The morning was warm and sunny, a perfect day to taxi to the top of Montmartre to visit the stunning multi-domed Romanesque church of Sacré-Coeur. Winding through the neighborhoods so layered with art history, religious history, and political ferment, I recalled that here on these slopes Ignatius Loyola assembled his first group of followers, searching for the best way to seek the will of God, and creating the Spiritual Exercises. Here also the Revolution of 1789, in their hatred of the Church, martyred nuns and abbesses. Then in the late nineteenth century, after years of bloodshed throughout France, revolution after revolution, Parisians built a white basilica of peace. It was to be a sanctuary of perpetual prayer and adoration before the Blessed Sacrament, exposed in a golden monstrance. Nuns would pray continually for peace, peace between nations, peace between men. They called the church the Basilica of the Sacred Heart of Jesus, the sacred heart of love.
Sacré-Coeur rose from Montmartre, the Roman “Mound of Mercury,” the medieval “Mount of Martyrs.” Legend claims 3rd-century St. Denis was martyred here. The feeble bishop, over one hundred years old, was beaten, grilled on an iron grate, hung on a cross, and decapitated. He washed his head, then carried it down the hill to the village of Catalliacus to be buried, and where, two hundred years later, Genevieve erected his basilica. In the centuries following, wave upon wave of persecution spilled the blood of many others on this hill overlooking Paris. The Franco-Prussian War and the Commune Rising of 1871 devastated Paris, particularly Montmartre.
We left our taxi in the colorful and artsy Place du Tertre and walked half a block to the white steps leading to the columned porch. Entering the massive space, I was struck as always by the apsidal dome which rises triumphantly over the high altar and the Blessed Sacrament in the golden-rayed monstrance. The curved apse is covered in a brilliant blue-and-gold mosaic telling the story of Christ’s love and redemption. The white-robed risen Christ opens his arms wide in welcome and blessing. The Holy Spirit descends as a dove upon him; God the Father is above the dove – or coursing through the dove to His Son – forming the Holy Trinity. The mosaic expresses the belief of catholic Christians, the mystery of the Host in the monstrance, the mystery of the Real Presence and of the Trinity, the three persons of God.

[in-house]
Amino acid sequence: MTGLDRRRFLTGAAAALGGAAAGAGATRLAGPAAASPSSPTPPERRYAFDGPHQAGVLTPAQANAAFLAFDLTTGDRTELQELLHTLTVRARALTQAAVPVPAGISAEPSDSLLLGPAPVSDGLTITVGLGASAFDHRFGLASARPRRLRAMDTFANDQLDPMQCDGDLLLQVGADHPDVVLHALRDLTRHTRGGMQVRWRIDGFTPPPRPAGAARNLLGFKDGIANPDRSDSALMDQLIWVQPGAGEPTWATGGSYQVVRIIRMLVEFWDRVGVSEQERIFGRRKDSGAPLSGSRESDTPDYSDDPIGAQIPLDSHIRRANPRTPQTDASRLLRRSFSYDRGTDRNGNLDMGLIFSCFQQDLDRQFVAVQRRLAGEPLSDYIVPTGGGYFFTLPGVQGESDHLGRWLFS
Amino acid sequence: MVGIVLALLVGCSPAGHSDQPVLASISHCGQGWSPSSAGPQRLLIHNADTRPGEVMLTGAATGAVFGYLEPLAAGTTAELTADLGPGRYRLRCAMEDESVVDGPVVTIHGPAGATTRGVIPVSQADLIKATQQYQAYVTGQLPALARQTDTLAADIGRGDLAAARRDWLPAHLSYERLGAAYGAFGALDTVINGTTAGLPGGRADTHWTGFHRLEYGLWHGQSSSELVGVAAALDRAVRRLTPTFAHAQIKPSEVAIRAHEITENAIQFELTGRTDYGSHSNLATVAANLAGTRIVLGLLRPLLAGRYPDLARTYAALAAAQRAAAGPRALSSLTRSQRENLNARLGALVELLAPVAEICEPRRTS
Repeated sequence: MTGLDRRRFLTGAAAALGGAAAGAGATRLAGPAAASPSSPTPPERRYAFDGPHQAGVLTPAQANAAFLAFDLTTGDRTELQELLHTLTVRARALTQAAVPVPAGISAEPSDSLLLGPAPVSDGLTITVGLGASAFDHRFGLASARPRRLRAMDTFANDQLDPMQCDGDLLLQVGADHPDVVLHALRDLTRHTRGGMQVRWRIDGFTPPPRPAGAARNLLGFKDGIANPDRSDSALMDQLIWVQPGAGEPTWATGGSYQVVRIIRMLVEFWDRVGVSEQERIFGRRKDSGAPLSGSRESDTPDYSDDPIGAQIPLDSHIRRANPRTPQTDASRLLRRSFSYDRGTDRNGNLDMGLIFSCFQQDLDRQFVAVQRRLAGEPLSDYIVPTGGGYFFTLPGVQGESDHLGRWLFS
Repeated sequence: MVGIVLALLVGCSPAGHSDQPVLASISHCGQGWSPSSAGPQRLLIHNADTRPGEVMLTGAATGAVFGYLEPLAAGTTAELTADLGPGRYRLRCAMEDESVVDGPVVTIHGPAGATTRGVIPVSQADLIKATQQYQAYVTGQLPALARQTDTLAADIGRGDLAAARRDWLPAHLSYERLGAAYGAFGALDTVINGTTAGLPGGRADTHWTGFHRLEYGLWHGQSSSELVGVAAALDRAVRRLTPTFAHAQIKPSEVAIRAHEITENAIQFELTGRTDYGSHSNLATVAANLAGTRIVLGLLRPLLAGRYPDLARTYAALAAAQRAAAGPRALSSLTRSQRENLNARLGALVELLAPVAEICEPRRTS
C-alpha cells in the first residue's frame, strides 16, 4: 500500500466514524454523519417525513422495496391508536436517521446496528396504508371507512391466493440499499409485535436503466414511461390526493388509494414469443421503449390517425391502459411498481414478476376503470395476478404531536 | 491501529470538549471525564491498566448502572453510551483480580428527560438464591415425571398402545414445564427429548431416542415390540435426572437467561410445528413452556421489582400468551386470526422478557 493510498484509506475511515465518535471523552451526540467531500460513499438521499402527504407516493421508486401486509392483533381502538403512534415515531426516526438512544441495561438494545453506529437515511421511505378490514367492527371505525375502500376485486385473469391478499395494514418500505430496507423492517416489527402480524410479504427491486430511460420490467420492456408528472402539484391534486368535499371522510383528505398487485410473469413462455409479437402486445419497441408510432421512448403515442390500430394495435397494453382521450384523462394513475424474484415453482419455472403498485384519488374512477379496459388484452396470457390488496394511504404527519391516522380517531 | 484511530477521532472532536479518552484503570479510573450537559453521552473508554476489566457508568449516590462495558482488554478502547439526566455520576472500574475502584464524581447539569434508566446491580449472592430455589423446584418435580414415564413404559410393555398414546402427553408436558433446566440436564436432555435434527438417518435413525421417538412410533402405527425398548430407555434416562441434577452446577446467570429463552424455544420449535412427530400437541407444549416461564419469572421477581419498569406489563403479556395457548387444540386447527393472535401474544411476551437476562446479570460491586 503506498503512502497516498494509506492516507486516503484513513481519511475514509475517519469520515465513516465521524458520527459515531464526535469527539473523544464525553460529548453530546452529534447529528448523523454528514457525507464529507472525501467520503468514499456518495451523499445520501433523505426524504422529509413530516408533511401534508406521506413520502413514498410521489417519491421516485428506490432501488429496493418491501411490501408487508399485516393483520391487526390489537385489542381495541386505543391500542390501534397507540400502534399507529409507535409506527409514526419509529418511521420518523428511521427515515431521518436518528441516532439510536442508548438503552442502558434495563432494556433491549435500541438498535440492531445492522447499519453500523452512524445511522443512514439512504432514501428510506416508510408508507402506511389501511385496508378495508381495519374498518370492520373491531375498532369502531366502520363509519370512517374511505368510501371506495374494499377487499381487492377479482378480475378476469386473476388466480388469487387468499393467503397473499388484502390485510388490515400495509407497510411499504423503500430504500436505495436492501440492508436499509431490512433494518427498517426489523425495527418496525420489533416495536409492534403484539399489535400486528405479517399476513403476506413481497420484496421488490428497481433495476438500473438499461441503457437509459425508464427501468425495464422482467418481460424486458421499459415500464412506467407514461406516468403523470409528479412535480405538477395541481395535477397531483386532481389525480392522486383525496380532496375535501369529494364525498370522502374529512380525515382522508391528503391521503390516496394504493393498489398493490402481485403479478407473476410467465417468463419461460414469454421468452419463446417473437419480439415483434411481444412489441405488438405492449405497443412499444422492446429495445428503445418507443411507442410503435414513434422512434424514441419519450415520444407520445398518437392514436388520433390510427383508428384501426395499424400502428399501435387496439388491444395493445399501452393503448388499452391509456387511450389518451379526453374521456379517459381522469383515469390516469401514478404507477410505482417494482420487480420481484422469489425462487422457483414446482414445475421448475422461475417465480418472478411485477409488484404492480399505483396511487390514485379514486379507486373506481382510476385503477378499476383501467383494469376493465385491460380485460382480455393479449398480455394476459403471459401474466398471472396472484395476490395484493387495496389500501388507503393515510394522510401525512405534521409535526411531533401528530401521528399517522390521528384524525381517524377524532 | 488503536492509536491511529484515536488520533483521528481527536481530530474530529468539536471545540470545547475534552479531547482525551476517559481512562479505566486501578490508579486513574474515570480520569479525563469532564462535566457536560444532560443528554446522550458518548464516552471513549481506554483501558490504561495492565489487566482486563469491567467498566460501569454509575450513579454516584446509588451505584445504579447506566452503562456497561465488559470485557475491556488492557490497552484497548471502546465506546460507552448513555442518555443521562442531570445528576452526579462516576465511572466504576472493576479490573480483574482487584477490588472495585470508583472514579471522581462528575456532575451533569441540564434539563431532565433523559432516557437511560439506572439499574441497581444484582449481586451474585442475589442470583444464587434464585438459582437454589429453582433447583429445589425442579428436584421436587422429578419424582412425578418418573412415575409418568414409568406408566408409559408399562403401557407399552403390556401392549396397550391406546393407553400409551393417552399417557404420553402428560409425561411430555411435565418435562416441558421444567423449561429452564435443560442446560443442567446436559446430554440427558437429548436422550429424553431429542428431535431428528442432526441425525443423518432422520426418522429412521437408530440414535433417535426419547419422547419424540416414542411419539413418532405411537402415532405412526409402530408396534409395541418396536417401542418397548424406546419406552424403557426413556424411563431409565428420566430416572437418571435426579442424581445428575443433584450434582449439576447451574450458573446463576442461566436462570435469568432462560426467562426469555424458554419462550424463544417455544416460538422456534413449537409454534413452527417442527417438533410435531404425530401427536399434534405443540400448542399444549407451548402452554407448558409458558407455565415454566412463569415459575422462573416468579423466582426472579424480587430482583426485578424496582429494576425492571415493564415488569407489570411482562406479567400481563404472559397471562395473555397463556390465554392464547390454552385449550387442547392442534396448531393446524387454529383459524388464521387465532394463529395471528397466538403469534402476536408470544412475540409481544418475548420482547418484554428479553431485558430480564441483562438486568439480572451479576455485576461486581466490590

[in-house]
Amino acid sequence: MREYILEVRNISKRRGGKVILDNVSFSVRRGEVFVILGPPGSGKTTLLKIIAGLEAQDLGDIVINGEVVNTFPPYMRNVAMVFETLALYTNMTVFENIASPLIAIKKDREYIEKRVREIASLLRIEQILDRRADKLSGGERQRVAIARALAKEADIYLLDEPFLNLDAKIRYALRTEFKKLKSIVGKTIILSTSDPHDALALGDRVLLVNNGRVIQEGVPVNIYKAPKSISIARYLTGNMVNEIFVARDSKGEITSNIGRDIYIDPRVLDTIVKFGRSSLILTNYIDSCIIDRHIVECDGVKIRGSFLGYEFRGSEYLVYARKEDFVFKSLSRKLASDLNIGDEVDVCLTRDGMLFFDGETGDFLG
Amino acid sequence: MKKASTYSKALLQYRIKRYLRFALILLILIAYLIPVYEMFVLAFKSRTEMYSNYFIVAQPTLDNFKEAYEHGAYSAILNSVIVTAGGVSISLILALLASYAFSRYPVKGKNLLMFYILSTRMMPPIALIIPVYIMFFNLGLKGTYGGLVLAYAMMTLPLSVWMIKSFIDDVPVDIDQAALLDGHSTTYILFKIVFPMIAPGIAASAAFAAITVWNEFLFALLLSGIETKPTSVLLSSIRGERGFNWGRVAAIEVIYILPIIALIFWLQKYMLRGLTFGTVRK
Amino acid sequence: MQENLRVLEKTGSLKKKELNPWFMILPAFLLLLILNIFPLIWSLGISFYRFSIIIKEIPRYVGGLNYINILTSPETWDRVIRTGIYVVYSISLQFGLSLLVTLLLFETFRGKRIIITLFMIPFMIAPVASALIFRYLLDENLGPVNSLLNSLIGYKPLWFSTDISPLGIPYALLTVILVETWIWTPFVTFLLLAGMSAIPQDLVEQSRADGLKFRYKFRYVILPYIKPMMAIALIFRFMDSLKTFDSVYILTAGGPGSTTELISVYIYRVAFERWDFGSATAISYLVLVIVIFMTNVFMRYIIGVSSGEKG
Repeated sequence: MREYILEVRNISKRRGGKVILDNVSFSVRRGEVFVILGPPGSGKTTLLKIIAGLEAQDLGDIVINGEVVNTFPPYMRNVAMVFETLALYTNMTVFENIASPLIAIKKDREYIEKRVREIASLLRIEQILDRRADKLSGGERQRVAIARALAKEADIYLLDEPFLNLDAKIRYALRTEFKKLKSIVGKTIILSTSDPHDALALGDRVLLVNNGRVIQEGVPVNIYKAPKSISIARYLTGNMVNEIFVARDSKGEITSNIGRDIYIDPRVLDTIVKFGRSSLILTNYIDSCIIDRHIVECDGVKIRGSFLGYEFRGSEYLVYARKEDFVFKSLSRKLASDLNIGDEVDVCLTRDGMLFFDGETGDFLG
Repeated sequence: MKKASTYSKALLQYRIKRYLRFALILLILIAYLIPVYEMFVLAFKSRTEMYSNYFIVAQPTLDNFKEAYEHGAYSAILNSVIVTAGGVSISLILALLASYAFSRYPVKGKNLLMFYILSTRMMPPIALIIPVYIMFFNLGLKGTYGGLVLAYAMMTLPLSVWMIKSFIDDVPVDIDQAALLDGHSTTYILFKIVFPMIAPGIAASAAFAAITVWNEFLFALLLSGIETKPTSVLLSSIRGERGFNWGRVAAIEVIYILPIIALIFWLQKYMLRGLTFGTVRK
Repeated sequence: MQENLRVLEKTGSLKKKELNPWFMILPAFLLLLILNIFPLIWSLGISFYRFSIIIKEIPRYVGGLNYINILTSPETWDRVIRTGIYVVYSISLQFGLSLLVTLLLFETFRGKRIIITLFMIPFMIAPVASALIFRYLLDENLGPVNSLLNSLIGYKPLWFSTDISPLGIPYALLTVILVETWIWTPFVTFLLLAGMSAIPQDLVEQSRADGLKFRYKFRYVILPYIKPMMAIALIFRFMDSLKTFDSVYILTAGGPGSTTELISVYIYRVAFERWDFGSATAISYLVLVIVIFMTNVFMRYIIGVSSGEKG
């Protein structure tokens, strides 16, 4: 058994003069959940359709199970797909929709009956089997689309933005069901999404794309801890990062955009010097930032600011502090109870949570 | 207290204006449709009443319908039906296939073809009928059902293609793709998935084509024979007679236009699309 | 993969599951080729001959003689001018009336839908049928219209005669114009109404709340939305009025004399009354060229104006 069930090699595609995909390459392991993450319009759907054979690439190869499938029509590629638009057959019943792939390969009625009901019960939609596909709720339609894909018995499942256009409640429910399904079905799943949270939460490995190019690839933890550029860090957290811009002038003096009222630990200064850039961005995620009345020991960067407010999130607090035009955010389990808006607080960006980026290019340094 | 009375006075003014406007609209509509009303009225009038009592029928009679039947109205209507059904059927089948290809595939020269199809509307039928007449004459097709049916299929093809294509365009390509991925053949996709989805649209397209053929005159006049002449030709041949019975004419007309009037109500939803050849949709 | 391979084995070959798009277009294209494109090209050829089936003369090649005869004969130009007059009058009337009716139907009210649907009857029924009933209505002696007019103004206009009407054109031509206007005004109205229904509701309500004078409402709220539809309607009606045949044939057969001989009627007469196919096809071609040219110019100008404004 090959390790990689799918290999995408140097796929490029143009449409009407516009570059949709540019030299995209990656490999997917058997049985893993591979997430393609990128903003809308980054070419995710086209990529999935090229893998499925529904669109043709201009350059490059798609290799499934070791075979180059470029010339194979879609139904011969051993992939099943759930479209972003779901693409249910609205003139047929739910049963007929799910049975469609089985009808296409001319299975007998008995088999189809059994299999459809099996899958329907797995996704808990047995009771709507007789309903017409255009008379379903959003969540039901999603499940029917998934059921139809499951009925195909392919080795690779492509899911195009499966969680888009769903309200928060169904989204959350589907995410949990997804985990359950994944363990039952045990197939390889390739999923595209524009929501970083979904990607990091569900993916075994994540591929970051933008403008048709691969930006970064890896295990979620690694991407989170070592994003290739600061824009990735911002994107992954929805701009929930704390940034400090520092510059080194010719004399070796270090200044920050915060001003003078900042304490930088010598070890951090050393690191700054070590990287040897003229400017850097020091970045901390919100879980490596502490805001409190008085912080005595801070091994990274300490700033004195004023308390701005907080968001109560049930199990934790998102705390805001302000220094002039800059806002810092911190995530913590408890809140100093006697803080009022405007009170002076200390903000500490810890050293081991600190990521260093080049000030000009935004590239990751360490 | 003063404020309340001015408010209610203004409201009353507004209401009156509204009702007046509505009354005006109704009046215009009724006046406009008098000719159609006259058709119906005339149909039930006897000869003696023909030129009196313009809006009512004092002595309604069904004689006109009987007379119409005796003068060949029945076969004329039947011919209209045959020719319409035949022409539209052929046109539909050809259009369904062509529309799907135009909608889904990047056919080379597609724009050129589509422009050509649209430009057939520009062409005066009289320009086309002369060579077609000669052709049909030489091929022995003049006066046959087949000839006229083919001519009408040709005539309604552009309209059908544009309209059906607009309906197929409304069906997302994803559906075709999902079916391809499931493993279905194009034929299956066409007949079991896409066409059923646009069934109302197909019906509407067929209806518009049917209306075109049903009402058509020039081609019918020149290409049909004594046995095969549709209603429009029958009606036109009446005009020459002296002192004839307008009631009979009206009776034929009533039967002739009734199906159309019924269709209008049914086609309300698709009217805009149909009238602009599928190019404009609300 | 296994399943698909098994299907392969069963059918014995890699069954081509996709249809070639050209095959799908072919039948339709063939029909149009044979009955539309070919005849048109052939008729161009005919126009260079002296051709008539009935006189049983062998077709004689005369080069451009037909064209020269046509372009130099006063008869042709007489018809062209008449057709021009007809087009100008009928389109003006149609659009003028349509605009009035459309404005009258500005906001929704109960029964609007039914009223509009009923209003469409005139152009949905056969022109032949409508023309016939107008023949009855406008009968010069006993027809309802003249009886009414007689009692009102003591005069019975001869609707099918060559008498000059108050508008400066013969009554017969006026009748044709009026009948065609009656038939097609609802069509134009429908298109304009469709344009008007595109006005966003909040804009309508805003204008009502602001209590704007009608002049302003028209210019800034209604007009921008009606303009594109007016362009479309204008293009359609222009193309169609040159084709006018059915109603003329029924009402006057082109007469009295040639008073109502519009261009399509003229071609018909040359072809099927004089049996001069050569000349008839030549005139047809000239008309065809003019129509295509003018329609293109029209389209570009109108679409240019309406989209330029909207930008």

The church this day was sweetly quiet, although crowds milled through the side aisles and around the ambulatory. After praying before the Blessed Sacrament raised over the high altar, we too stepped under along the side aisle, followng the ambulatory under the dome, gazing up through window archways to the apsidal mosaic. From this position so close to the chancel and apse, the images are far larger, and now one sees the Holy Ghost descending as a white dove, now we see God the Father, now we see the face of Christ. I thought how our own journeys are like that. We catch glimpses of reality as eternity draws nearer. We are blind but see in moments of glory. I love the ambulatory walk behind the sanctuary of Sacre-Coeur and I paused often along the way before each Station of the Cross this holy season of Lent. I paused, saw the image of Christ falling, Christ being crucified, and then looked up to the glorious glittering triumphant mosaic of our faith. Through the suffering images of the Way of the Cross, Christ himself smiles upon us as God redeems us through his son.
Before leaving the church we visited the shop off the north aisle and found icons hand-made by the resident Benedictine nuns. One was an image of Mary Magdalene seeing the risen Christ in the garden. Since my current novel-in-progress is about Mary Magdalene, this was a particularly appreciated gift. We also learned that the basilica was celebrating 125 years of Perpetual Adoration before the Blessed Sacrament raised high in that golden monstrance. Retreats and pilgrimages were planned, and the nuns busy with housing and hosting folks in their residence. This weekend the Archbishop of Spoleto-Norcia in Italy would be presiding over many events, including a Way of the Cross for young people and a Mass honoring the upcoming beatificaton of Jean-Paul II.
As I descended the white steps I looked over the city of Paris where a soft haze had settled. I turned and looked up to the towering white domes of Sacre-Coeur. I gave thanks for this perpetual witness to the immense gifts of God. I gave thanks for the perpetual prayers of peace.